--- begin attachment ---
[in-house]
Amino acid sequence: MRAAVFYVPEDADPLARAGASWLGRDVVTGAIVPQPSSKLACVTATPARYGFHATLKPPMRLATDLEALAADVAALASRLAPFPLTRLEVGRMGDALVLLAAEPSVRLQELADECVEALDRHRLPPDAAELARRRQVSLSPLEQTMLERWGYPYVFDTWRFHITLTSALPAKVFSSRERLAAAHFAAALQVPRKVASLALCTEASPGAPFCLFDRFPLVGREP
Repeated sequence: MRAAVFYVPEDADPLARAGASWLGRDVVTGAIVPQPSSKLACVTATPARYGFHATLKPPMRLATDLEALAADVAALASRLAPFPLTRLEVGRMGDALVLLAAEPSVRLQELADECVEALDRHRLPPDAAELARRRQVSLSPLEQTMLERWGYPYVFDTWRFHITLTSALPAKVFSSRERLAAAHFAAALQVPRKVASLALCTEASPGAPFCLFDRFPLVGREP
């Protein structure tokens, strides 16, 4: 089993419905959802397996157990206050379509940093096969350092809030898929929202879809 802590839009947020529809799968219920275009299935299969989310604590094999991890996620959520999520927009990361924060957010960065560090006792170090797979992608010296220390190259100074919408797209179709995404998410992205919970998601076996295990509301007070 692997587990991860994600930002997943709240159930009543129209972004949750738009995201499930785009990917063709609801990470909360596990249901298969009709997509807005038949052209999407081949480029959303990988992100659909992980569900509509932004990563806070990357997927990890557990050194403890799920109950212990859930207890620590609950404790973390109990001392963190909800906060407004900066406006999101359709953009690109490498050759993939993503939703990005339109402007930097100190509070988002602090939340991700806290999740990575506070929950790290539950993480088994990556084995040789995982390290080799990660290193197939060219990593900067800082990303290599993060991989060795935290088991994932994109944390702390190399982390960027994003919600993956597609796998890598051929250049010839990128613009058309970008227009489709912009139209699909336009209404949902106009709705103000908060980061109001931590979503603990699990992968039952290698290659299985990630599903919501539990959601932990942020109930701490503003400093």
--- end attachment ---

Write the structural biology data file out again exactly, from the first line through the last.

[in-house]
Amino acid sequence: MRAAVFYVPEDADPLARAGASWLGRDVVTGAIVPQPSSKLACVTATPARYGFHATLKPPMRLATDLEALAADVAALASRLAPFPLTRLEVGRMGDALVLLAAEPSVRLQELADECVEALDRHRLPPDAAELARRRQVSLSPLEQTMLERWGYPYVFDTWRFHITLTSALPAKVFSSRERLAAAHFAAALQVPRKVASLALCTEASPGAPFCLFDRFPLVGREP
Repeated sequence: MRAAVFYVPEDADPLARAGASWLGRDVVTGAIVPQPSSKLACVTATPARYGFHATLKPPMRLATDLEALAADVAALASRLAPFPLTRLEVGRMGDALVLLAAEPSVRLQELADECVEALDRHRLPPDAAELARRRQVSLSPLEQTMLERWGYPYVFDTWRFHITLTSALPAKVFSSRERLAAAHFAAALQVPRKVASLALCTEASPGAPFCLFDRFPLVGREP
């Protein structure tokens, strides 16, 4: 089993419905959802397996157990206050379509940093096969350092809030898929929202879809 802590839009947020529809799968219920275009299935299969989310604590094999991890996620959520999520927009990361924060957010960065560090006792170090797979992608010296220390190259100074919408797209179709995404998410992205919970998601076996295990509301007070 692997587990991860994600930002997943709240159930009543129209972004949750738009995201499930785009990917063709609801990470909360596990249901298969009709997509807005038949052209999407081949480029959303990988992100659909992980569900509509932004990563806070990357997927990890557990050194403890799920109950212990859930207890620590609950404790973390109990001392963190909800906060407004900066406006999101359709953009690109490498050759993939993503939703990005339109402007930097100190509070988002602090939340991700806290999740990575506070929950790290539950993480088994990556084995040789995982390290080799990660290193197939060219990593900067800082990303290599993060991989060795935290088991994932994109944390702390190399982390960027994003919600993956597609796998890598051929250049010839990128613009058309970008227009489709912009139209699909336009209404949902106009709705103000908060980061109001931590979503603990699990992968039952290698290659299985990630599903919501539990959601932990942020109930701490503003400093």